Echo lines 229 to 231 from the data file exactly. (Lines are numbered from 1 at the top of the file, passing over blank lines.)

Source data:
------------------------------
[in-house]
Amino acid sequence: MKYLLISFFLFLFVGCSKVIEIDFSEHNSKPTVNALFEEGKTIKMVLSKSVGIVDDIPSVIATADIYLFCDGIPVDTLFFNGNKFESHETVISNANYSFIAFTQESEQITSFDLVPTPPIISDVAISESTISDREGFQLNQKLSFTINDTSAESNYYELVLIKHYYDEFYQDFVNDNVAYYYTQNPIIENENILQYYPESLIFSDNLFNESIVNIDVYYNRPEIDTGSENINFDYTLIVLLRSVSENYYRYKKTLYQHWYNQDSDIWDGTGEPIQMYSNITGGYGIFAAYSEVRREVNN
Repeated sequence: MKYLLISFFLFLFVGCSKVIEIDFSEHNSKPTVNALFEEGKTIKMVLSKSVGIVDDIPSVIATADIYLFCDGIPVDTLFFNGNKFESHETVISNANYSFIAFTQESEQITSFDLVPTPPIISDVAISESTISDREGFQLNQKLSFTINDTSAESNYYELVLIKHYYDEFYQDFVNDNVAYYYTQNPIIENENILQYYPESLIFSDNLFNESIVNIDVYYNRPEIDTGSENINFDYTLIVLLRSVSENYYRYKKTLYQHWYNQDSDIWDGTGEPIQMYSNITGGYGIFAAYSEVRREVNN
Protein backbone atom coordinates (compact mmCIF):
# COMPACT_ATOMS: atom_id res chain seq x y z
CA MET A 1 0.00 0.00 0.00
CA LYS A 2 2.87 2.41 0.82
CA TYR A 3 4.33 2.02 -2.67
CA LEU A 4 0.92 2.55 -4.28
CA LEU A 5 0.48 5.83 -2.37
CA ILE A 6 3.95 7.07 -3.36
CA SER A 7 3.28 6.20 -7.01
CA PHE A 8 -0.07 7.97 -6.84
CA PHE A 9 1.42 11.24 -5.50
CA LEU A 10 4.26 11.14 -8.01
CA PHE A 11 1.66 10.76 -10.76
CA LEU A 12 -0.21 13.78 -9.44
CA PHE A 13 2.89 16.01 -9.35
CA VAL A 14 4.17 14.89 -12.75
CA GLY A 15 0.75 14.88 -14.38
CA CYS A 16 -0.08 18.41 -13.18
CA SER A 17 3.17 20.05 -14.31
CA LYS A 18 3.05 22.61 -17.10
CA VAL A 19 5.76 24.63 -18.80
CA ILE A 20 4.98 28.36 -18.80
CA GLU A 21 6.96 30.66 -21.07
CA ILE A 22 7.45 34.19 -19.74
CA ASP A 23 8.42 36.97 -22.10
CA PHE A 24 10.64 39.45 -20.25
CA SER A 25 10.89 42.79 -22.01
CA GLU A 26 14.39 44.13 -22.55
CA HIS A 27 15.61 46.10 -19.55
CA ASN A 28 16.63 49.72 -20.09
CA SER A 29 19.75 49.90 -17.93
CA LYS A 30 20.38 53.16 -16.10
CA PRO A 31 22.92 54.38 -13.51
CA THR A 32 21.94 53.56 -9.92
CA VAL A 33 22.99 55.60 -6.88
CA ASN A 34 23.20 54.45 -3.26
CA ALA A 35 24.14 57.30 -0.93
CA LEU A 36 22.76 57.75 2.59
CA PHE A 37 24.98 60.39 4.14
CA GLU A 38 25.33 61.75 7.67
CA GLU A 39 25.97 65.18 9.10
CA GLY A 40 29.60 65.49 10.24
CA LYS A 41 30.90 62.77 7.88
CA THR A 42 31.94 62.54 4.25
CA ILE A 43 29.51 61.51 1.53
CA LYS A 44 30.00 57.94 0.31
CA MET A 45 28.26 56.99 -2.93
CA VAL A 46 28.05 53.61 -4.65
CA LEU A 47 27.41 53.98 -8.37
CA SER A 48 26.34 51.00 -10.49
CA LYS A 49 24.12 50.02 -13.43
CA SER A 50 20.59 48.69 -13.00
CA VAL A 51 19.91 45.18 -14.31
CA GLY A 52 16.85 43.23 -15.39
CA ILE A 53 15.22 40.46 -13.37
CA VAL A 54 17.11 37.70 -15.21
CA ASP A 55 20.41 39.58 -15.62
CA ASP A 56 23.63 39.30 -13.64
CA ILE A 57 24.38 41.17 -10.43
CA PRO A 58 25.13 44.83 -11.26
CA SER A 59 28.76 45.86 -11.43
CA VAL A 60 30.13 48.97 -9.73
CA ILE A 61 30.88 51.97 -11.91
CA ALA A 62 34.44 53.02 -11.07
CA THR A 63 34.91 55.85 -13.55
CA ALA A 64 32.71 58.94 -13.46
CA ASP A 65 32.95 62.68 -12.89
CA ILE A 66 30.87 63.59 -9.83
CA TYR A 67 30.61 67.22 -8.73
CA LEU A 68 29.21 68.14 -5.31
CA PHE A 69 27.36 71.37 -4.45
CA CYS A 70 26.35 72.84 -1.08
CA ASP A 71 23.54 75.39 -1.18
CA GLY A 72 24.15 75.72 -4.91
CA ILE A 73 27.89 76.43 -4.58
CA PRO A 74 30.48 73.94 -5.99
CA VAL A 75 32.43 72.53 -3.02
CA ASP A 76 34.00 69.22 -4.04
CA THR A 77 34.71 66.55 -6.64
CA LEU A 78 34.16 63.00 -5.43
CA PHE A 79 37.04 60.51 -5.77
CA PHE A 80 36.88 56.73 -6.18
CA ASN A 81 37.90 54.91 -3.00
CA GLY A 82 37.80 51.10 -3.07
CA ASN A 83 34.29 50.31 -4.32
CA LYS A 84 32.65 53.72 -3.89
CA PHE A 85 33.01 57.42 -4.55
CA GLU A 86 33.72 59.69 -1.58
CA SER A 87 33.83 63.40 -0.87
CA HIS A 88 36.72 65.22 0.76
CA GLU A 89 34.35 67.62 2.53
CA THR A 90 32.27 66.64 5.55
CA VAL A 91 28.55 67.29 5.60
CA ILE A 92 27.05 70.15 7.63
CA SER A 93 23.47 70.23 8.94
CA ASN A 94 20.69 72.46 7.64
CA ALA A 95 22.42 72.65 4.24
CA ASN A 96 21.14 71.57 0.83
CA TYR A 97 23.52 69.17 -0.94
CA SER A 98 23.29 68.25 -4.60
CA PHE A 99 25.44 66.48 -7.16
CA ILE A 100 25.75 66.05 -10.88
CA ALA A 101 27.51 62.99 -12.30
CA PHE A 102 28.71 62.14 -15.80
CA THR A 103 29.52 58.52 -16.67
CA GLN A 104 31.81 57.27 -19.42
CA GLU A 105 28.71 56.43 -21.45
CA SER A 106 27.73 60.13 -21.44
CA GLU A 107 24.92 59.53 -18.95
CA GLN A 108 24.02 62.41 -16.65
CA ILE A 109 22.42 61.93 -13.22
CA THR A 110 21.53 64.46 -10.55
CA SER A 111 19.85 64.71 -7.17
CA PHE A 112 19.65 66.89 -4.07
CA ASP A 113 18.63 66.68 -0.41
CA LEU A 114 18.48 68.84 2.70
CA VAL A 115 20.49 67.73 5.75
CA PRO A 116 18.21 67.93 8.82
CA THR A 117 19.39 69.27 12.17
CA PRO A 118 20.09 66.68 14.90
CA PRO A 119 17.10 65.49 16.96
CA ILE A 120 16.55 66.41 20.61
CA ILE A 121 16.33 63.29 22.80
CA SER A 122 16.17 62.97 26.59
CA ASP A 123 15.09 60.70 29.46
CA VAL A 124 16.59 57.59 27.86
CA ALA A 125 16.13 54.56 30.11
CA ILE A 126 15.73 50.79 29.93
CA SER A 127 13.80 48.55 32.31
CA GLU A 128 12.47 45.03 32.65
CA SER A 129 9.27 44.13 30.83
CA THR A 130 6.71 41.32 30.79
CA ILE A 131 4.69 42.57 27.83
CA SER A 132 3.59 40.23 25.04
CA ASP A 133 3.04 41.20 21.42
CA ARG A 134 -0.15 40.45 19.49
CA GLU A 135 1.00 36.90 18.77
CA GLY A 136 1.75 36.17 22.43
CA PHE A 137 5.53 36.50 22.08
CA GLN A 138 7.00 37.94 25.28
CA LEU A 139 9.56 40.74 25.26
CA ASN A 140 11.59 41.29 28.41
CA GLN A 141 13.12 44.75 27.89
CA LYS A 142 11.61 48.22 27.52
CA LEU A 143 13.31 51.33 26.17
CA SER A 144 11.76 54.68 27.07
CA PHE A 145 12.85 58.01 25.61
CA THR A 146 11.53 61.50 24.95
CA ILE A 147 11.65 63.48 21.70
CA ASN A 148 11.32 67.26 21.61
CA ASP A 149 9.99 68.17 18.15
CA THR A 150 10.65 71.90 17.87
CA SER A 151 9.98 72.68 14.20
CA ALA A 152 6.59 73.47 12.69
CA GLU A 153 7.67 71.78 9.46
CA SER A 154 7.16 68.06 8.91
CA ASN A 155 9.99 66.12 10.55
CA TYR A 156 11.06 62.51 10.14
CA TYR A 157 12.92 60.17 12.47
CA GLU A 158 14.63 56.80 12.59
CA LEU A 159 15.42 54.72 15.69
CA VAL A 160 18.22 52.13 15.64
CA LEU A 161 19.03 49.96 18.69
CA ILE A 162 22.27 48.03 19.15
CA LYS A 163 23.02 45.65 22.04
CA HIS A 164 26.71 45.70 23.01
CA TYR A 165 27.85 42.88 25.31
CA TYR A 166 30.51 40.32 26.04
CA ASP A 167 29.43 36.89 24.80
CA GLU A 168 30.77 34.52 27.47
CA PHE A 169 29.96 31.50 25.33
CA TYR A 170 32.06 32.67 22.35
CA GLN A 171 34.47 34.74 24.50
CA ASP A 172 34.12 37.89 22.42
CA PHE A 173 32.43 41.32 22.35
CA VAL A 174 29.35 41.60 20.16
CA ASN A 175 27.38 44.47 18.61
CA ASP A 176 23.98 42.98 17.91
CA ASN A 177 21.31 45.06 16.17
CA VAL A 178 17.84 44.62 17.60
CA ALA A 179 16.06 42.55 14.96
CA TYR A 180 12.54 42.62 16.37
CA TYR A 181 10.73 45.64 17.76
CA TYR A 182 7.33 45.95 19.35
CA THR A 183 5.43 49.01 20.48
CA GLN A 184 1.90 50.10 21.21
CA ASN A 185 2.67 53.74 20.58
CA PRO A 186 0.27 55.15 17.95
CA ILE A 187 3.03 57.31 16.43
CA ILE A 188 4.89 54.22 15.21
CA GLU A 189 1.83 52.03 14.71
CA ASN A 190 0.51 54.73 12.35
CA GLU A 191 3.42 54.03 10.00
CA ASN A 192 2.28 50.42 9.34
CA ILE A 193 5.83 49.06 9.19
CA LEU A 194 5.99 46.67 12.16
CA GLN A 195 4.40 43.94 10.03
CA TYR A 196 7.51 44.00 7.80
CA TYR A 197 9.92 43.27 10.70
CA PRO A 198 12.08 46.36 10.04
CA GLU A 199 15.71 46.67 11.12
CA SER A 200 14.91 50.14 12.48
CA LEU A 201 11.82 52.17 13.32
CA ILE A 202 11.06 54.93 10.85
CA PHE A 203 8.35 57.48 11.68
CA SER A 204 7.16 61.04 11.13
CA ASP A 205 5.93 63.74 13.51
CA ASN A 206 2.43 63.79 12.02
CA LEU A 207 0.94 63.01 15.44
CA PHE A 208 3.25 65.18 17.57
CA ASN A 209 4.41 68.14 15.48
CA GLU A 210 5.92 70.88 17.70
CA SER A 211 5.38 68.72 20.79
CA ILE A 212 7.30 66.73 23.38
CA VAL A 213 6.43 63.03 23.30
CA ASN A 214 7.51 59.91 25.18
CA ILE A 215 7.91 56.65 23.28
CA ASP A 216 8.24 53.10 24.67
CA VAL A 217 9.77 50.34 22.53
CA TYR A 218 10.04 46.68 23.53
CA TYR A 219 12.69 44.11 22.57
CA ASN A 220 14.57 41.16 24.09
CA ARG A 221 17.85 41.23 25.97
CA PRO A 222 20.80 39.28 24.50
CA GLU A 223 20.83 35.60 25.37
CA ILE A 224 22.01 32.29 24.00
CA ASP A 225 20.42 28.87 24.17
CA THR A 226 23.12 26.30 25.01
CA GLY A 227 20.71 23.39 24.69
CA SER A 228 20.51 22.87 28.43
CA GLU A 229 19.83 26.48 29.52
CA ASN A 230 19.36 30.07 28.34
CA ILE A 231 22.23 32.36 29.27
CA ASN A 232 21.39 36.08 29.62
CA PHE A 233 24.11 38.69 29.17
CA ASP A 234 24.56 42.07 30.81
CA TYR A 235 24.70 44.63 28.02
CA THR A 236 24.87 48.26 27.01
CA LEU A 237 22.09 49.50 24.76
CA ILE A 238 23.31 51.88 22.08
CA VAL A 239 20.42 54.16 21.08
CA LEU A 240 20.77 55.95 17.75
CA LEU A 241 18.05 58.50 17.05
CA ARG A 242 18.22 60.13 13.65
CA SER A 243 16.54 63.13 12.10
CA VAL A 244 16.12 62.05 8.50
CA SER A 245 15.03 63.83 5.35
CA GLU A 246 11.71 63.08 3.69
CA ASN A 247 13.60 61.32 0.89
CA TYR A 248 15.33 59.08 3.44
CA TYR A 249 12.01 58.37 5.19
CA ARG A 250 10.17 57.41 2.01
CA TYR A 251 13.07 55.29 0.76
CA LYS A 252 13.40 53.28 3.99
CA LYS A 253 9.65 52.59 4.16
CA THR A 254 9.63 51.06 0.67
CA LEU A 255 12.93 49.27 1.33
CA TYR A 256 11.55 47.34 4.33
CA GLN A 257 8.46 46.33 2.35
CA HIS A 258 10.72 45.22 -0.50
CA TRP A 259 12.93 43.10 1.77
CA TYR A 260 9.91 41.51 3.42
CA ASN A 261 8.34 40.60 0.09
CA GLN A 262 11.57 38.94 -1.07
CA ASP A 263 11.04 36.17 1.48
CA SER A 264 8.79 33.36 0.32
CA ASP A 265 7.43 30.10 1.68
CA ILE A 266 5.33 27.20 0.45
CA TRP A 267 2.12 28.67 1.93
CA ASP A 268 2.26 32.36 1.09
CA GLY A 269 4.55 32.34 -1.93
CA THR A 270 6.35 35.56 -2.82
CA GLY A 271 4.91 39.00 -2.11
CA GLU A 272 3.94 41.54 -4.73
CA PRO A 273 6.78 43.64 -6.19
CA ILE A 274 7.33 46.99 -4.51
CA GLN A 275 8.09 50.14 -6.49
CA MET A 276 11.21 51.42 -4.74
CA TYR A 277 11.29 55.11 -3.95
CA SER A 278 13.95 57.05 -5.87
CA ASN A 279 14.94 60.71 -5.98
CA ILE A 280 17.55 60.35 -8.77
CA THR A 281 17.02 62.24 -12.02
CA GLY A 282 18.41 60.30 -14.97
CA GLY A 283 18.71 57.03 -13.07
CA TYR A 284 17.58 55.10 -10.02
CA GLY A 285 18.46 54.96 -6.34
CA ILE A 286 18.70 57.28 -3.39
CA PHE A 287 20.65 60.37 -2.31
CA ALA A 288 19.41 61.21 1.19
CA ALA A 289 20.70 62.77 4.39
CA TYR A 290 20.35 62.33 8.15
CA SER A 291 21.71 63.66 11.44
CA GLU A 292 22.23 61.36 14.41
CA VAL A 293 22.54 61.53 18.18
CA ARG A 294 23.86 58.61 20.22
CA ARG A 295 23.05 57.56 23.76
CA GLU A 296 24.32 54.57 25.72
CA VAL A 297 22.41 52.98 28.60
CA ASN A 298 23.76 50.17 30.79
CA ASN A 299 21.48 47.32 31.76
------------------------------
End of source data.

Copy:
CA ILE A 224 22.01 32.29 24.00
CA ASP A 225 20.42 28.87 24.17
CA THR A 226 23.12 26.30 25.01